CHICAGO-Weighing strategic actions with appropriate risk, increasing investment in technology, restructuring pricing and making domestic acquisitions are higher-risk choices chief executive officers (CEOs) of manufacturing companies are willing to make, reports the manufacturing-focused results of the Survey of U.S. Business Leaders by Grant Thornton LLP. They are less inclined, however, to pursue even higher-risk actions such as international expansion.
"What this survey demonstrates is that American CEOs are faced with daunting challenges, ranging from intensified competition to a higher level of shareholder and regulatory scrutiny," says Cal Hackeman, partner in charge of the Grant Thornton Business Leaders Council. "To thrive in today's environment, these business leaders are weighing their options and taking on more risk."
Regarding growth strategies and risk, the survey found that:
• 89% of manufacturing CEOs have done or plan to increase their investments in technology within the next year, a decision 77% of them view as highly or moderately risky.
• 80% plan for expansion into new domestic markets, while 59% plan on international expansion, decisions that some three-quarters of manufacturing CEOs see as highly or moderately risky.
• 73% intend to restructure their pricing, a move 79% of manufacturing CEOs see as risky.
The survey also explores what manufacturing CEOs are doing to increase the probability of success in making higher-risk choices and how well they are doing it. Manufacturing CEOs received high scores for ensuring there is a clear vision for the company, with 67% excelling or doing very well in that category; 64% were recognized for the willingness to make bold decisions and take risks and 63% scored high for involving leadership in all core decisions.
Many factors impact a company's need to focus on high-risk choices to grow business. "Intensified competition, heightened expectations from both stakeholders and consumers, and greater need for differentiation are the primary drivers of high-risk business choices for manufacturing/wholesale companies," says Jim Maurer, managing partner of the Grant Thornton Consumer and Industrial Products practice.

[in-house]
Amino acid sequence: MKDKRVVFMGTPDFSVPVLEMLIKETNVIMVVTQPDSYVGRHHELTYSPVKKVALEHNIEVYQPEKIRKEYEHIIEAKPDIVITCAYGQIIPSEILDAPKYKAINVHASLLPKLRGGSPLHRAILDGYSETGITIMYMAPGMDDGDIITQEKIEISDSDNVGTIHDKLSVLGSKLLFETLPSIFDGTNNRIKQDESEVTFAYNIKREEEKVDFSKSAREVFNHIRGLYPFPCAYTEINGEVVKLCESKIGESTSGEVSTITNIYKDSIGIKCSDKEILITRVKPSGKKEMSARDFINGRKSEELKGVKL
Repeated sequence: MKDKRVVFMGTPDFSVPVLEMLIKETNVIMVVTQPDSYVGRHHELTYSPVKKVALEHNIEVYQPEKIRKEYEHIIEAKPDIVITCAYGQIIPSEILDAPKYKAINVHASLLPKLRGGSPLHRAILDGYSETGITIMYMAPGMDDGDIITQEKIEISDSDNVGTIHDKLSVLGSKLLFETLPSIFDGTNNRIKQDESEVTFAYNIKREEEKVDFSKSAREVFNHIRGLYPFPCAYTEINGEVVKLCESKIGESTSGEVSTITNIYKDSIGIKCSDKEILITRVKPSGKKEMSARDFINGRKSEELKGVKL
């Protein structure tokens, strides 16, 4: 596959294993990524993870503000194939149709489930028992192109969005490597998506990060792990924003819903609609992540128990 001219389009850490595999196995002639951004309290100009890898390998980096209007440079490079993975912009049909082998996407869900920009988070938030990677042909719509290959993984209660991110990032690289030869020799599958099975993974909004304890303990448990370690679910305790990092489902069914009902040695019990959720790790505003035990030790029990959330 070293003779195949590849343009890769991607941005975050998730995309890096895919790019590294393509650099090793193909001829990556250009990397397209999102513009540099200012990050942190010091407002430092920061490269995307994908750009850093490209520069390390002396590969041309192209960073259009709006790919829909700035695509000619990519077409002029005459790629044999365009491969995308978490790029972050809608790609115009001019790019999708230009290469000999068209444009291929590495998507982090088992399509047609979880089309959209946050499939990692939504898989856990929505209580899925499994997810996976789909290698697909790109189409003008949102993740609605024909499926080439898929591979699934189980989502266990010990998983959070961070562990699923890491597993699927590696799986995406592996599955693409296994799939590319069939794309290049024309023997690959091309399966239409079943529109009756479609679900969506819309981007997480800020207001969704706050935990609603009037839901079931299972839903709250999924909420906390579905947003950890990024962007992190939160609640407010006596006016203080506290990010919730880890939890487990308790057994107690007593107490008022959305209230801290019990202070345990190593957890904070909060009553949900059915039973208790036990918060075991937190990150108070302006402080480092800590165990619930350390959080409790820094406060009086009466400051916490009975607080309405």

There are even higher risk choices for manufacturers to consider. "Restructuring pricing and international expansion and outsourcing are thought to be the most risky among business leaders in manufacturing and wholesale; domestic outsourcing and expansion into new domestic markets are the least risky," Maurer says.
Despite CEOs' acknowledged desire and need to be more familiar with and accountable for the daily operations of their companies, there are some areas where they admittedly need improvement.
Thirty-three percent of CEOs think they do a good job eliminating unprofitable business lines, products and markets, while 42% do well or excel at assessing the probability of delivering the business outcome. Forty-four percent do well or excel at creating a sense of purpose among employees, inspiring them to be passionate about their work.
In other findings, predictions among manufacturers for an improved economy declined sharply, from 60% in November 2004 to 42% in May and June 2005. Optimism for business growth among leaders in the manufacturing and wholesale industry remains steady at 91%, and headcount predictions are stable, with 49% of manufacturers expecting to increase headcount during the next six months.
More than 300 executives from various industries, including 100 manufacturers, responded to the survey.